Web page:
In the Gradual Interview, Stephen R Donaldson wrote:
The ur-viles and Waynhim certainly exist as violations of Law; but that doesn't render them incapable of understanding and serving Law--as the Waynhim have demonstrated since the beginning of "The Chronicles".

(05/22/2007)

So it seems entirely possible for Vain to be built to serve and support Law, even if he was created by beings who are "violations of Law", and whose lore could be equally as un-Lawful.

And if Vain serves and supports Law, this would make him anti-thetical to the very beings who created him, and their cousins the Waynhim.


That's self-contradictory. The Waynhim always and now the ur-viles serve and support the Law (GI). Vain serves and supports the Law (your note). The predicates in both of those assertions are identical. Therefore it couldn't be the mere fact of Vain's relevant service and support that would make him "anti-thetical" to his creators and their brethren. It would have to be him being Lawful in his own right. I think he is, but anyway, that's not exactly my point.

wayfriend wrote:
In the Gradual Interview, Stephen R Donaldson wrote:
Is Vain's purpose accomplished? What purpose do you imagine he could possibly have in his present state? The ur-viles (his creators), as I hope the story makes plain, are entirely another matter.

(02/18/2009)

This seems to imply (at least, to me) that the ur-viles have intentions beyond creating the new Staff. But those intentions don't necessarilly involve the Staff. In fact, it sounds like the ur-viles could not have any latent surprises embedded in the Staff waiting to surprise is.


I know this already from Esmer confirming a deeper ur-vile plan than the Staff by talking about "the purpose they began with Vain."

wayfriend wrote:

So, again, these things seem to point away from the idea that there's any ur-vileness in the Staff. Sometimes a Staff of Law is just a Staff of Law.


Regardless, for the ur-viles to transform reality so that they harmonize with the Law could be their final goal (that is to say, the proposition, "The ur-viles are trying to transform reality in this way," isn't analytically false or in conflict with anything I know about the mechanics of the Land's Earth), the new Staff being fashioned from something derived from their own kind of reality could be the first step to accomplishing this (how they "began" to do it, to quote Esmer again—plainly the new Staff's damage to the Waynhim belies that its mere existence by virtue of Vain is enough to render the Demondim-spawn Lawful), and finally it seems like both (a) the kind of thing the ur-viles would do and (b) the kind of thing that Donaldson would do (would write).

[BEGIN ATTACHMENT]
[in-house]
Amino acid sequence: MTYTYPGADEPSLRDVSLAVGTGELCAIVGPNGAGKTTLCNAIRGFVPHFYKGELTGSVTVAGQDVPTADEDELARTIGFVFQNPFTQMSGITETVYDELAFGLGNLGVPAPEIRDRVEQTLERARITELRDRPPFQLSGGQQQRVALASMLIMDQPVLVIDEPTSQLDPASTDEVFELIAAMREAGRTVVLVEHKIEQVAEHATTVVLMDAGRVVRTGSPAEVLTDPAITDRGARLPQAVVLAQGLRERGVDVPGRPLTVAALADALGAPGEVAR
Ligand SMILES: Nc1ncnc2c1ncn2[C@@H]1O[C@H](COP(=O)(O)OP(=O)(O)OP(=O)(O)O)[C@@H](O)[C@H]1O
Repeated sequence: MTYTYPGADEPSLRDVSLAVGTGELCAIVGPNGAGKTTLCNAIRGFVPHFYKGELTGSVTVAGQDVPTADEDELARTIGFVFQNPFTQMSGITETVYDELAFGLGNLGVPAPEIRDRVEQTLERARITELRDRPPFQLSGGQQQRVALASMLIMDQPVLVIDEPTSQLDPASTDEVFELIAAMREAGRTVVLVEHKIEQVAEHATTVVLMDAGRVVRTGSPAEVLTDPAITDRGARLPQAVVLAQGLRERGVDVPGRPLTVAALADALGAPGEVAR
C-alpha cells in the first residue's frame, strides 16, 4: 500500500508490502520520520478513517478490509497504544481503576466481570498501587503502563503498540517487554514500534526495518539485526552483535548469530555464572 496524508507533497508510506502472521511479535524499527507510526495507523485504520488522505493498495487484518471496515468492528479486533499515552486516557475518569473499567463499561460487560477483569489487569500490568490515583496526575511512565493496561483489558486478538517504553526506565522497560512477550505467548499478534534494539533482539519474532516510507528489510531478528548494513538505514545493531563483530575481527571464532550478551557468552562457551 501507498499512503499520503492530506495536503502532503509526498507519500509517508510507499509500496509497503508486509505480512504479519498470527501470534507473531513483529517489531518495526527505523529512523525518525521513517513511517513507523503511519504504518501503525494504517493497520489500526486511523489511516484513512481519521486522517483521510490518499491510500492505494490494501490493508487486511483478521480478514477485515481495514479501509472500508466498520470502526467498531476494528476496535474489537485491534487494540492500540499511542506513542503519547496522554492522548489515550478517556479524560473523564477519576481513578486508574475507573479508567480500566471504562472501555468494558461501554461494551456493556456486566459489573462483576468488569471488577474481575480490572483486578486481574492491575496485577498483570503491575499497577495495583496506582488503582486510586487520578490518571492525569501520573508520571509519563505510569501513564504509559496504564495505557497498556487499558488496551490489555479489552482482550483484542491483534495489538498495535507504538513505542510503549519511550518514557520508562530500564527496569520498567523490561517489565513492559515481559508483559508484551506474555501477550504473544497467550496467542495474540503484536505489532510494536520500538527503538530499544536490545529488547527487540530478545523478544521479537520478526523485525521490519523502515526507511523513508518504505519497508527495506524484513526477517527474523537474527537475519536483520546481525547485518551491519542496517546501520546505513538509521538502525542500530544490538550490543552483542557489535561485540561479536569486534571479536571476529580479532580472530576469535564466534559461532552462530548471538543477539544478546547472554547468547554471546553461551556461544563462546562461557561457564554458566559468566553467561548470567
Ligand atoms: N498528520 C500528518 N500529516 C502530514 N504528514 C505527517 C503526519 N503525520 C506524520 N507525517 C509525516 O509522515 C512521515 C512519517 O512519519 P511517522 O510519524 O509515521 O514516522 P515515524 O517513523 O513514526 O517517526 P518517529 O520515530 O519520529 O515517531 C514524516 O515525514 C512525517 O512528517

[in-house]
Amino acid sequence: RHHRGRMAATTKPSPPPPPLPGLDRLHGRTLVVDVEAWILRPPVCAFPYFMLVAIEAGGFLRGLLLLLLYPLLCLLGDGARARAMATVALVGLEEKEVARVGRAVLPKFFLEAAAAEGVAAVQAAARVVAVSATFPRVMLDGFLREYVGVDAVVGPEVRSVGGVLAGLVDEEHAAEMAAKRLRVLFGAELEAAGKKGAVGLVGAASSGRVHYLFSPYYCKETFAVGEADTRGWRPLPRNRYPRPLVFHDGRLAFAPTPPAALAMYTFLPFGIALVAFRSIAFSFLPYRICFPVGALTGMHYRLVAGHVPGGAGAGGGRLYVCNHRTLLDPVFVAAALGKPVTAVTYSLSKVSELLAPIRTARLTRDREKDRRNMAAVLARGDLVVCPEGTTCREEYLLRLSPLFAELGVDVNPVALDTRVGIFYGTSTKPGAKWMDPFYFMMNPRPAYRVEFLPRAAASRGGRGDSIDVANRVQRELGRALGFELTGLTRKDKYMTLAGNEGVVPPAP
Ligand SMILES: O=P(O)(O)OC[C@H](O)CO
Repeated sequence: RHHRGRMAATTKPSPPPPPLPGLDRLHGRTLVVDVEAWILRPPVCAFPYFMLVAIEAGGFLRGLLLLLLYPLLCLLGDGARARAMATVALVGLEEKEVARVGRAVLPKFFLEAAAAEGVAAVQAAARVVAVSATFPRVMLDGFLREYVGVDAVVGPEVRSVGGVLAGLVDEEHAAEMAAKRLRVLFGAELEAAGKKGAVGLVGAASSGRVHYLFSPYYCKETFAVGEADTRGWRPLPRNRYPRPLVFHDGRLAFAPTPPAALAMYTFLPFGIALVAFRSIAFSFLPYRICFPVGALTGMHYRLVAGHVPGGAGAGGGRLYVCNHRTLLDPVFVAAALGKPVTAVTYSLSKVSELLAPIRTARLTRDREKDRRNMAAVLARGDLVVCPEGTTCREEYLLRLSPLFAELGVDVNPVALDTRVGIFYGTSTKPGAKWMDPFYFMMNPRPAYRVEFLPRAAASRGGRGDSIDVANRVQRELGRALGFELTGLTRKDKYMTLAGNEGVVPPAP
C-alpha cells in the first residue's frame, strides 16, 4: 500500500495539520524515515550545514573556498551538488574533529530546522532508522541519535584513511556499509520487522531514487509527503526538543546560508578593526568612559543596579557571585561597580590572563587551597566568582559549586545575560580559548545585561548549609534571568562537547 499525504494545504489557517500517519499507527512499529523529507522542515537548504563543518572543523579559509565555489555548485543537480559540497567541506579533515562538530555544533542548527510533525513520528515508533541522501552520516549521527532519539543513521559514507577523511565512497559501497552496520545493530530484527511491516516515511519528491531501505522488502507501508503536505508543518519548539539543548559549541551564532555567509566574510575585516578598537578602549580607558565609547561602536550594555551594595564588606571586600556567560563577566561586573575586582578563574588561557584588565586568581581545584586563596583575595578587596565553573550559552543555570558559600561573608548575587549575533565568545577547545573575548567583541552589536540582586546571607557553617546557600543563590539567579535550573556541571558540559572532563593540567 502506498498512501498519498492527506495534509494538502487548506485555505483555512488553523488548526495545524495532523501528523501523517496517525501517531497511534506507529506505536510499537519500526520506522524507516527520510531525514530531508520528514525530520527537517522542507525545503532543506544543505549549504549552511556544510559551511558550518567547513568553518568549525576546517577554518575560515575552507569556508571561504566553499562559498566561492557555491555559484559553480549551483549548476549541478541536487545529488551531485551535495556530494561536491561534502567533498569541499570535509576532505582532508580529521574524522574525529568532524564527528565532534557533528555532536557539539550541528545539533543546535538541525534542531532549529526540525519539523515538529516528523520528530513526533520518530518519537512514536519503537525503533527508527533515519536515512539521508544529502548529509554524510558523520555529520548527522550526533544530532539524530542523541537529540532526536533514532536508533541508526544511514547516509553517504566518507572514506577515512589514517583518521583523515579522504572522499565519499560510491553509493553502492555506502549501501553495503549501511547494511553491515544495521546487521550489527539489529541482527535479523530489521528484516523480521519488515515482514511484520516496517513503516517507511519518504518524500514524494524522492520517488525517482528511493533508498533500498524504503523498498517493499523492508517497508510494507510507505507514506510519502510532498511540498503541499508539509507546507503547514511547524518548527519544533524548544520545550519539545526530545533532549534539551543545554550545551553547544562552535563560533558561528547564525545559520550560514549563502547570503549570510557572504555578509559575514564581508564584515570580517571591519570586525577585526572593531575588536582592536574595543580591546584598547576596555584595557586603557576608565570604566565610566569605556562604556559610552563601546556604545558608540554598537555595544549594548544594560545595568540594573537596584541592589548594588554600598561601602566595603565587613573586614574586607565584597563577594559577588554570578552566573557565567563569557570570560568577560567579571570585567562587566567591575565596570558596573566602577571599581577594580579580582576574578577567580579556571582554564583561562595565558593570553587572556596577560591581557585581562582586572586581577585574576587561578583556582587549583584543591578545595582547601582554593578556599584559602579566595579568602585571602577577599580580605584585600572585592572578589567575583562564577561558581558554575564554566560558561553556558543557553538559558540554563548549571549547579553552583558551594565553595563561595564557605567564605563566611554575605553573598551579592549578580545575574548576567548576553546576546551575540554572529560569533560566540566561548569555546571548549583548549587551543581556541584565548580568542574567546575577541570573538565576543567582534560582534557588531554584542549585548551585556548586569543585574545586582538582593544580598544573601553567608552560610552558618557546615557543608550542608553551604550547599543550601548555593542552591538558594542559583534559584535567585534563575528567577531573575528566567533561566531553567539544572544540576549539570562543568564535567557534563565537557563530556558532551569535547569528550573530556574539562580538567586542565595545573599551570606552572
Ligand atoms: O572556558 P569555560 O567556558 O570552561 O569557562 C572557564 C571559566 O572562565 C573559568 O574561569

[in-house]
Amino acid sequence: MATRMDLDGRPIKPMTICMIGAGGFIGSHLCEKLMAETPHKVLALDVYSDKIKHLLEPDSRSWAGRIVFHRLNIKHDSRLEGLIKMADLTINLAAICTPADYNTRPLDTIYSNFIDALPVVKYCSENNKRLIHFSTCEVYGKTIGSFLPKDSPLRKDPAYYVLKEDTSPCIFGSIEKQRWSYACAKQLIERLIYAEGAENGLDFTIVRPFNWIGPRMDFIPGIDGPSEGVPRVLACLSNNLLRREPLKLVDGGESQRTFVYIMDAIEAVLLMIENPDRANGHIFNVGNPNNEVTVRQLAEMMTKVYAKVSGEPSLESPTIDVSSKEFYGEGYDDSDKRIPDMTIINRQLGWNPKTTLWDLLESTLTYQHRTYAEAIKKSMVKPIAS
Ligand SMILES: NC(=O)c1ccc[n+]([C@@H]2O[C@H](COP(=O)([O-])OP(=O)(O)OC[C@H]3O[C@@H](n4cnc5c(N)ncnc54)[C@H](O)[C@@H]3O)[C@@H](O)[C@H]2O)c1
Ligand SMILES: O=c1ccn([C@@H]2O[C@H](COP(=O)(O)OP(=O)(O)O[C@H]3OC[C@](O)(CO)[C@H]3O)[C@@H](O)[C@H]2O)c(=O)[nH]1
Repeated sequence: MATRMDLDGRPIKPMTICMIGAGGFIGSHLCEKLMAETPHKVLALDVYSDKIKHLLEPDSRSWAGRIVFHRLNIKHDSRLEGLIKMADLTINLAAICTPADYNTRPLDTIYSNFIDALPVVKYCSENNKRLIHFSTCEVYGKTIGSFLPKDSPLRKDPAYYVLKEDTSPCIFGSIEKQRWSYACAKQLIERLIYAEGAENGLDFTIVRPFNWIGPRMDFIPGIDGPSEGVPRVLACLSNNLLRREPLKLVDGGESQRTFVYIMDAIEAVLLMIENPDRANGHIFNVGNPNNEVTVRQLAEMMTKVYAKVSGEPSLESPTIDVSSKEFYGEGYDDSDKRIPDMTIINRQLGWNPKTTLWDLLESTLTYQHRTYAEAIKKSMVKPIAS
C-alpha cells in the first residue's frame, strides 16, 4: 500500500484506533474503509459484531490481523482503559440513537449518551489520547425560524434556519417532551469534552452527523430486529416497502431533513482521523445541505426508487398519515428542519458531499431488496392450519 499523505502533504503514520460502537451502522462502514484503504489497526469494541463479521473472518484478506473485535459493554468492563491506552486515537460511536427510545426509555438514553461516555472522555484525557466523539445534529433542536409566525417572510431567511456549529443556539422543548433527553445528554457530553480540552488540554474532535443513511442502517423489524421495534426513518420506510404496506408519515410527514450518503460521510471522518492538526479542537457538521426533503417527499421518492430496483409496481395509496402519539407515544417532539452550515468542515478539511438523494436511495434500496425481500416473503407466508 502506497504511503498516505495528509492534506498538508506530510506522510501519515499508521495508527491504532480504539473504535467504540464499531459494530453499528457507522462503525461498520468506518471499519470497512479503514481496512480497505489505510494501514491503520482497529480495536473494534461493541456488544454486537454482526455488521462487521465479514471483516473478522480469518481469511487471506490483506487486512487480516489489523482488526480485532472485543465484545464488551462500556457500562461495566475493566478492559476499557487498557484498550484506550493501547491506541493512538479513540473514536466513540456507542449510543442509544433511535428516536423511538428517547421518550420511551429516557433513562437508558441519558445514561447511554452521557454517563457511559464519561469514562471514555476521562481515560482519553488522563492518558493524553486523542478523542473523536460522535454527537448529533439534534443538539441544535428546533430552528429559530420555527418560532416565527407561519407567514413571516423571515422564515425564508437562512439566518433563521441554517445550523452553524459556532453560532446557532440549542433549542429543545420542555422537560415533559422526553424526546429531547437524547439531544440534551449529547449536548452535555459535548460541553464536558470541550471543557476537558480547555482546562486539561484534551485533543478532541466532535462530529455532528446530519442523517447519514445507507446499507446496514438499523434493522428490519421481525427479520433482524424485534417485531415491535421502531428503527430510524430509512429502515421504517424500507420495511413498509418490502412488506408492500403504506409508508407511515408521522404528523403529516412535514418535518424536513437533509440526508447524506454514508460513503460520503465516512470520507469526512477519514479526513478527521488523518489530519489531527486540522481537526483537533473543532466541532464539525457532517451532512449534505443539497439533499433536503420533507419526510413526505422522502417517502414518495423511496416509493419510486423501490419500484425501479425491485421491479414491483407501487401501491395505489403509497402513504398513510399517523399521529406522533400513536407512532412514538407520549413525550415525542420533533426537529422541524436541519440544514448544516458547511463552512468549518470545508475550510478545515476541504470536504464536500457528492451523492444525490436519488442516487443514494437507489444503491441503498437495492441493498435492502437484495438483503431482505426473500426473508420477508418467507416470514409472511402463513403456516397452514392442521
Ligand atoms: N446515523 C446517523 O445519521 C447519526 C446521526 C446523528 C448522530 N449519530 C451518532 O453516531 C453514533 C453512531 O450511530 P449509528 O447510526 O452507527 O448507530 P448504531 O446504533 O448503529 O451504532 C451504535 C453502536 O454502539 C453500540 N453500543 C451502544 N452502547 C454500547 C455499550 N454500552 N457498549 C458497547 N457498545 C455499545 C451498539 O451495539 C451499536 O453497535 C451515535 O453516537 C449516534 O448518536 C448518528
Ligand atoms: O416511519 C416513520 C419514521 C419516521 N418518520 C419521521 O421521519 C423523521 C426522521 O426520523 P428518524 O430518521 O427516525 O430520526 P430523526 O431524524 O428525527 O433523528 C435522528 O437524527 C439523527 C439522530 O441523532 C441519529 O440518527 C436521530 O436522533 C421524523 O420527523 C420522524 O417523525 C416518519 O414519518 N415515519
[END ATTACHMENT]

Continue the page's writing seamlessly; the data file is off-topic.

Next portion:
The evidence is inconclusive and ambiguous, sure. But it's still evidence.

... I say that last thing (b) for this reason, btw. While I surely didn't recall the reference to a "shadow on the heart of the Earth" or whatever from The One Tree for years and years, didn't thereby realize that Donaldson was strongly indicating some deeper problem for the Land's Earth than just the Despiser and therefore hinting however amorphously at later novels, I probably should have. Or it should have struck me more, or something. But the references again in the Last Chronicles surely had me prepared to theorize about it. Now if Donaldson were less talented, or less thoughtful, or whatever, he would've ended up attributing the "shadow" to the existence of the Insequent, or the Theomach at any rate, or maybe just the Despiser, or something else striking but nevertheless short of what he did in fact attribute it to. I mean the "shadow" being people like us: that's f--king brilliant, if you ask me. Other worlds and their capacity to intervene in that of the Elohim is exactly the perfect fact to daunt those Earthpowerful men and women.

What about this matches up to saying that the ur-viles want to change the Laws of nature? Just this: for that to be the ur-viles' ultimate goal would be as transcendental as the true explanation of the "shadow" turned out to be. More to the point, sans ur-viles crossing over to some other universe where their form of life is already Lawful, I can't imagine anything more transcendental for them to be aiming at. And the "shadow" being us is pretty much unsurpassable as a reason for the Elohim to be upset. So the unsurpassable character (so far as I can tell) of this possibility for the ur-viles' destiny (besides interdimensional travel) is a solid indication that, granted Donaldson's proficiency at coming up with dead-on solutions to his mysteries, it's the kind of thing he'd end up having them do. Which is why I think, to the extent that I'd be willing to bet anything on any idea for what the Demondim-spawn have in mind, this idea is the best (most plausible).